The Pulse of the Business
November 5, 2007
By Mireille Theriault
Manitoba-based Best Cooking Pulses, Inc., has already brought its pea products to the world. Next? Canada.
Just over three years ago, sisters Margaret Hughes and Trudy Heal came home, literally and figuratively, when they returned to Manitoba to manage Best Cooking Pulses, Inc. The fact the family-owned agri-food business has so far successfully navigated the transition from the second to third generation is all the more meaningful as neither daughter had been directly involved in the operation until then.
Hughes explains that she and her sister came from very different career backgrounds. “I worked as a child psychotherapist in London, England, while Trudy had built a successful commercial design firm down East. When my father became ill, her partners bought her out and she relocated to Manitoba.” Hughes says her sister began working for the company first, and then encouraged her to take up the role of sales and marketing on a part-time basis. She laughs, recalling that her sister suggested, “just one afternoon a week.” She admits it wasn’t long before she’d fallen in love with the business too. Even though they’d been away from it for years, Hughes says they knew the operation very well.
“You could say we’ve got peas in our blood. When we were growing up as children it wasn’t Disneyland or anything of the like we’d see. We were visiting pea farms and nearby facilities instead.”
Best Cooking Pulses (BCP) is not one plant, but two. The plant in Rowatt, Sask., cleans, de-hulls, splits and polishes peas for both domestic and international markets. The original facility, located in Portage La Prairie, Man., with approximately 20 employees, crushes and grinds peas, pea hulls and other pulses and grains, into a variety of fibre, bran and flour products. Both have seen healthy growth into new markets.
“I’d say we’ve been doubling sales each year for the last three years,” says Hughes. Gains in the United States and international markets, particularly South America, continue to be a target for the company as far as split pea sales.
Sales for the flour are mainly in Europe and the USA.
“My father developed the process we use for grinding and sanitizing the seed coat in the 1980s so that it could be used in the bakery trade. He was first approached by bakers overseas in Germany to supply them for their new multi-grain bread product lines. Pea fibre is very high in soluble fibre and that is great for absorbing water and will produce a lovely, moist bread that resists drying out.”
The company’s chemical-free process is also organic certified.
“We’ve been making the pea flour – different from pea fibre in that it is the whole, ground yellow or green peas – since the early ’90s and shipping it to the United States for use in bakery products.”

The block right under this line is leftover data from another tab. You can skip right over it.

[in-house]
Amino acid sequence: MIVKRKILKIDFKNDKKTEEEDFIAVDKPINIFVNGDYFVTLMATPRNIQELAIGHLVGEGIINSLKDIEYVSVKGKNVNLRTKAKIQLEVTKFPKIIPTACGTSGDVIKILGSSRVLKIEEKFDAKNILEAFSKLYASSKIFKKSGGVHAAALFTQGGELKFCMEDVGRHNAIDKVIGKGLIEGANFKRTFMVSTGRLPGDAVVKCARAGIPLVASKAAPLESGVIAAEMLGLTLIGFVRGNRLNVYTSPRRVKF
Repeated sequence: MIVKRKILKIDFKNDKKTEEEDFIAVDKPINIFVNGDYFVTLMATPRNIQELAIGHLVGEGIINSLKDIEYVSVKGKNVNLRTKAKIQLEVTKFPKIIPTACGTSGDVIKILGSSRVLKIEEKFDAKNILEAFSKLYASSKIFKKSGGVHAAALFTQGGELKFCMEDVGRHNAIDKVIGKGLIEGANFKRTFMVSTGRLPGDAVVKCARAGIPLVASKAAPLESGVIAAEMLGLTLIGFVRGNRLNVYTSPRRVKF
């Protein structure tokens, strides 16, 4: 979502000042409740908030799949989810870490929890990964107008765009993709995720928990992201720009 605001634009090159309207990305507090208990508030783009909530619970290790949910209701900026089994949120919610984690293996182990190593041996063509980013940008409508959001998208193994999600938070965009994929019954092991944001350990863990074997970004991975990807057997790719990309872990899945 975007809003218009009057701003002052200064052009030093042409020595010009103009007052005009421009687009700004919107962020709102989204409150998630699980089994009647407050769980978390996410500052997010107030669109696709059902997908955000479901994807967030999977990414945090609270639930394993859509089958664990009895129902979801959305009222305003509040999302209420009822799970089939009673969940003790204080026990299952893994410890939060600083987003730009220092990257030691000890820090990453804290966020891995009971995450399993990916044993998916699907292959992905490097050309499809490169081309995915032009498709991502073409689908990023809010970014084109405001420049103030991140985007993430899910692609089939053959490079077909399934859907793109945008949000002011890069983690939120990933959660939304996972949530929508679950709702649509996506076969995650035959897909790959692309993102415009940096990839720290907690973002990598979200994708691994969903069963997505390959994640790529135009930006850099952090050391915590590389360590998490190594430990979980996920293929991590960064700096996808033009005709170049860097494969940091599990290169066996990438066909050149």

The next market into which BCP would like to see the most inroads? Their own backyard. Hughes credits the Food Development Centre in Portage la Prairie with invaluable help in putting together the application they required to gain recognition under Canadian regulation as a novel food. Best Pea Fibre is a dietary fibre additive approved by Health Canada for inclusion in both bakery and meat products.
“Even after selling into the U.S. for 10 years, it simply wasn’t worth the time and effort until now.”
But times are changing and so is the emphasis on health and nutrition.
“Pea fibre contains up to 89 per cent total dietary fibre,” says Hughes. “That translates into getting all the fibre a person needs in just four tablespoons.”
The company is not only informed about the research underway in the fields of nutrition and diet, but has taken an active role in encouraging studies that may well have significant impact on the future marketability of its product. Best Cooking Pulses has provided supplies of pea fibre flour to a number of studies completed locally at the University of Manitoba Richardson Centre for Functional Foods and Nutraceuticals where recipes for muffins and other baked goods were tested for taste as well as nutrition. Several other studies are currently underway at the University of Saskatoon. That research will provide insights into the effects of pea fibre flour as an additive to the diets of both seniors and children.
Hughes is confident the future couldn’t be brighter for their product as the Canadian government, through Pulse Canada, has allocated $1.3 million to five clinical trials looking at the health benefits of pulses. Although still in the planning stages, Hughes says she also hopes to eventually incorporate a direct purchase option via the website for consumers who are looking for amounts of only one or two pounds at a time for personal use.
As far as the future of BCP is concerned, it is the passion for the basic versatility and value of their product as much as pride in the family business that bodes well for continued growth into the next generation.
“Recently I’d heard on a radio show about how so many businesses fail in the third generation,” says Hughes. “I phoned Trudy up and said, ‘I would do anything to make sure this business continues.’ This company is 70 years old… that’s 70 years of family history and Canadian agricultural history. Peas are practically part of our national heritage. They have a place right next to the maple syrup.”
Print this page